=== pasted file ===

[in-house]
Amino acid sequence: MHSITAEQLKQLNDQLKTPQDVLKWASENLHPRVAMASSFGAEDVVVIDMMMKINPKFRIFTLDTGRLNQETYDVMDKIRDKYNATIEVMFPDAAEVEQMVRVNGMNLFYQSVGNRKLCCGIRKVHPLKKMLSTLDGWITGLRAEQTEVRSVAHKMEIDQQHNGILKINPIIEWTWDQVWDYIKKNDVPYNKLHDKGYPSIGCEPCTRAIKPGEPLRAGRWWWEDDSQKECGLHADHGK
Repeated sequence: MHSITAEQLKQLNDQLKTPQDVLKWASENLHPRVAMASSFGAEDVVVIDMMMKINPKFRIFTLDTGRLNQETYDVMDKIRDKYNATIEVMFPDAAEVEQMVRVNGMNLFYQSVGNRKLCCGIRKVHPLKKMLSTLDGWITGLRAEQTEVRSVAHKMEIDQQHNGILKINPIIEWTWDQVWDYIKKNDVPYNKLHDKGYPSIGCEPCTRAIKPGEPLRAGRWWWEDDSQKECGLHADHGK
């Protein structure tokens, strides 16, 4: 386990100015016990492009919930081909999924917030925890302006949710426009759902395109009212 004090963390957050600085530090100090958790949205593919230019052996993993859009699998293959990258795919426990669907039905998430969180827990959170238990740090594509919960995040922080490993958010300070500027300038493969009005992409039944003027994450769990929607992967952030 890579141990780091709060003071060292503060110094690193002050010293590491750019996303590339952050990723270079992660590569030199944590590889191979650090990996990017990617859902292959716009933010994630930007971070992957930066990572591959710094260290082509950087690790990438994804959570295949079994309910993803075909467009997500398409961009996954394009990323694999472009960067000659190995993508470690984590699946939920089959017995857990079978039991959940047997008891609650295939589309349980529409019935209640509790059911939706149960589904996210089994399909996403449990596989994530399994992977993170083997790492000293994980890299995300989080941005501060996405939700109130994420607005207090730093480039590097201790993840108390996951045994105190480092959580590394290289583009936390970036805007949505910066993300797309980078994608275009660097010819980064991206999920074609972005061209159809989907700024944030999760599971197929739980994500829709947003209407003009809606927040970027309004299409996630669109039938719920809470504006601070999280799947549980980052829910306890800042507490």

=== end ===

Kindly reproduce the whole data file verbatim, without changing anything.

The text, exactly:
[in-house]
Amino acid sequence: MHSITAEQLKQLNDQLKTPQDVLKWASENLHPRVAMASSFGAEDVVVIDMMMKINPKFRIFTLDTGRLNQETYDVMDKIRDKYNATIEVMFPDAAEVEQMVRVNGMNLFYQSVGNRKLCCGIRKVHPLKKMLSTLDGWITGLRAEQTEVRSVAHKMEIDQQHNGILKINPIIEWTWDQVWDYIKKNDVPYNKLHDKGYPSIGCEPCTRAIKPGEPLRAGRWWWEDDSQKECGLHADHGK
Repeated sequence: MHSITAEQLKQLNDQLKTPQDVLKWASENLHPRVAMASSFGAEDVVVIDMMMKINPKFRIFTLDTGRLNQETYDVMDKIRDKYNATIEVMFPDAAEVEQMVRVNGMNLFYQSVGNRKLCCGIRKVHPLKKMLSTLDGWITGLRAEQTEVRSVAHKMEIDQQHNGILKINPIIEWTWDQVWDYIKKNDVPYNKLHDKGYPSIGCEPCTRAIKPGEPLRAGRWWWEDDSQKECGLHADHGK
């Protein structure tokens, strides 16, 4: 386990100015016990492009919930081909999924917030925890302006949710426009759902395109009212 004090963390957050600085530090100090958790949205593919230019052996993993859009699998293959990258795919426990669907039905998430969180827990959170238990740090594509919960995040922080490993958010300070500027300038493969009005992409039944003027994450769990929607992967952030 890579141990780091709060003071060292503060110094690193002050010293590491750019996303590339952050990723270079992660590569030199944590590889191979650090990996990017990617859902292959716009933010994630930007971070992957930066990572591959710094260290082509950087690790990438994804959570295949079994309910993803075909467009997500398409961009996954394009990323694999472009960067000659190995993508470690984590699946939920089959017995857990079978039991959940047997008891609650295939589309349980529409019935209640509790059911939706149960589904996210089994399909996403449990596989994530399994992977993170083997790492000293994980890299995300989080941005501060996405939700109130994420607005207090730093480039590097201790993840108390996951045994105190480092959580590394290289583009936390970036805007949505910066993300797309980078994608275009660097010819980064991206999920074609972005061209159809989907700024944030999760599971197929739980994500829709947003209407003009809606927040970027309004299409996630669109039938719920809470504006601070999280799947549980980052829910306890800042507490």